The influence of gas phase reactions on the design criteria for catalysts for lean NOx reduction with dimethyl ether
Journal article, 2009

In the selective catalytic reduction (SCR) of NO by dimethyl ether (DME), the formation of unexpectedly high amounts of NO2 over 300 degrees C has previously been reported, In this study, we explain this phenomenon by radical reactions initiated by DME and O-2, during which DME is partly oxidized and NO2 is formed in the presence of NO. For the design criteria of a DME-SCR catalyst, these gas phase reactions have mainly three consequences: (i) another type of reducing agent than that fed into the reactor reaches the catalyst. (ii) no activation of the reducing agent such as partial oxidation is required, and (iii) several of the proposed intermediate species for HC-SCP, e.g. NO2, HONO, CH3-NO2, and CH3-NO form already in the gas phase. An efficient DME-SCR catalyst should thus have high selectivity for reduction of NO, predominately by partially oxidized Cl-compounds, and it should not have particularly strong oxidizing properties to avoid non-selective oxidation of these Cl-compounds. These two requirements appear to be reasonable well met by the acidic zeolite H-ZSM-5.

H-ZSM-5

reducing agent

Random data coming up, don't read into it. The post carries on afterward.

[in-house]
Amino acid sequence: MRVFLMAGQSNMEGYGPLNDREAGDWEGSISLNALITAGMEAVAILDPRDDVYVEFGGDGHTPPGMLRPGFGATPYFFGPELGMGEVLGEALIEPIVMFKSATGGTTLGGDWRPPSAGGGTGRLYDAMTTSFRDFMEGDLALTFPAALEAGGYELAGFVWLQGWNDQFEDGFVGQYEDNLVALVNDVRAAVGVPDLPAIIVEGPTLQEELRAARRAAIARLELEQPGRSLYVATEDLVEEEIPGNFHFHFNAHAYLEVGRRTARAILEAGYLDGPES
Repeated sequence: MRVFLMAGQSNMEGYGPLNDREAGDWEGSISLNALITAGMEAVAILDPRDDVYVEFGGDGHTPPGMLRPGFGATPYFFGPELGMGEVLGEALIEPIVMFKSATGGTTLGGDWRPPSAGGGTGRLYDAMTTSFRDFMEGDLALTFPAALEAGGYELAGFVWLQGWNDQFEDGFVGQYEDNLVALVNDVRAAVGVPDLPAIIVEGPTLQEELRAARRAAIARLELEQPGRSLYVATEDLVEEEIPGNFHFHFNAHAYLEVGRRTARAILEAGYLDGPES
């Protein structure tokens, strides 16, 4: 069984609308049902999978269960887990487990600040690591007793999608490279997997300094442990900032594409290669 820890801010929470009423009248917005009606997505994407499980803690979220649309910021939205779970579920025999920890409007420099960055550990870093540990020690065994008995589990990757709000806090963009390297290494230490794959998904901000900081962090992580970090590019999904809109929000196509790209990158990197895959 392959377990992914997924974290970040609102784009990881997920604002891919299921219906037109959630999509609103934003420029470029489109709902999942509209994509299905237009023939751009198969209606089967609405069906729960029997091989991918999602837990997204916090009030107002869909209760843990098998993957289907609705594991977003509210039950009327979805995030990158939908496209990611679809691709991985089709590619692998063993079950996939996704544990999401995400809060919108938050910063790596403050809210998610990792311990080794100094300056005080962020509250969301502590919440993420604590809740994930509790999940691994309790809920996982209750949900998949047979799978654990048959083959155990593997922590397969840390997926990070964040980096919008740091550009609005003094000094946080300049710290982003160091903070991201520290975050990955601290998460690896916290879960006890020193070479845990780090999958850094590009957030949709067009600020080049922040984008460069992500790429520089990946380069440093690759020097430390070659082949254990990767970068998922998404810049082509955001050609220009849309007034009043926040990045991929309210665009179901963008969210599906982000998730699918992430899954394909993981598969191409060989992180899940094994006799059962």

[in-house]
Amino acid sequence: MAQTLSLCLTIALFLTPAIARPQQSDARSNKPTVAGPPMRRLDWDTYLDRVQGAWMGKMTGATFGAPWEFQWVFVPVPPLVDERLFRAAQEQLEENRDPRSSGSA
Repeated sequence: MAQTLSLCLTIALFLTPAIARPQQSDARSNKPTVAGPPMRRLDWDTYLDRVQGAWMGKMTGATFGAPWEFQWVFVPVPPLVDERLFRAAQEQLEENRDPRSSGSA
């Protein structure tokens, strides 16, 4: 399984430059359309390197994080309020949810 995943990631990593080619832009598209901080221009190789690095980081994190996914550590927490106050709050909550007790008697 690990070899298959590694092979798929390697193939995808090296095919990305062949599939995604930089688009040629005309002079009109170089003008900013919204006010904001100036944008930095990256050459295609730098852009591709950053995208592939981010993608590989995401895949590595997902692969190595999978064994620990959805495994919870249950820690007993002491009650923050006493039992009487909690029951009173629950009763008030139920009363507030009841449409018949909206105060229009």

Gas phase reaction

nitric-oxide

Dimethyl ether

selective reduction

kinetics

Radical

zeolite

oxygen

nitrogen-oxides

dme

low-temperature oxidation

NOx-reduction

mechanism

Author

Stefanie Tamm

Chalmers, Chemical and Biological Engineering, Applied Surface Chemistry

Competence Centre for Catalysis (KCK)

Hanna Härelind Ingelsten

Chalmers, Chemical and Biological Engineering, Applied Surface Chemistry

Competence Centre for Catalysis (KCK)

Magnus Skoglundh

Chalmers, Chemical and Biological Engineering, Applied Surface Chemistry

Competence Centre for Catalysis (KCK)

Anders Palmqvist

Competence Centre for Catalysis (KCK)

Chalmers, Chemical and Biological Engineering, Applied Surface Chemistry

Applied Catalysis B: Environmental

0926-3373 (ISSN) 1873-3883 (eISSN)

Vol. 91 1-2 234-241

Driving Forces

Sustainable development

Areas of Advance

Nanoscience and Nanotechnology (2010-2017)

Transport

Energy

Materials Science

Subject Categories

Physical Sciences

DOI

10.1016/j.apcatb.2009.05.030

More information

Latest update

11/5/2018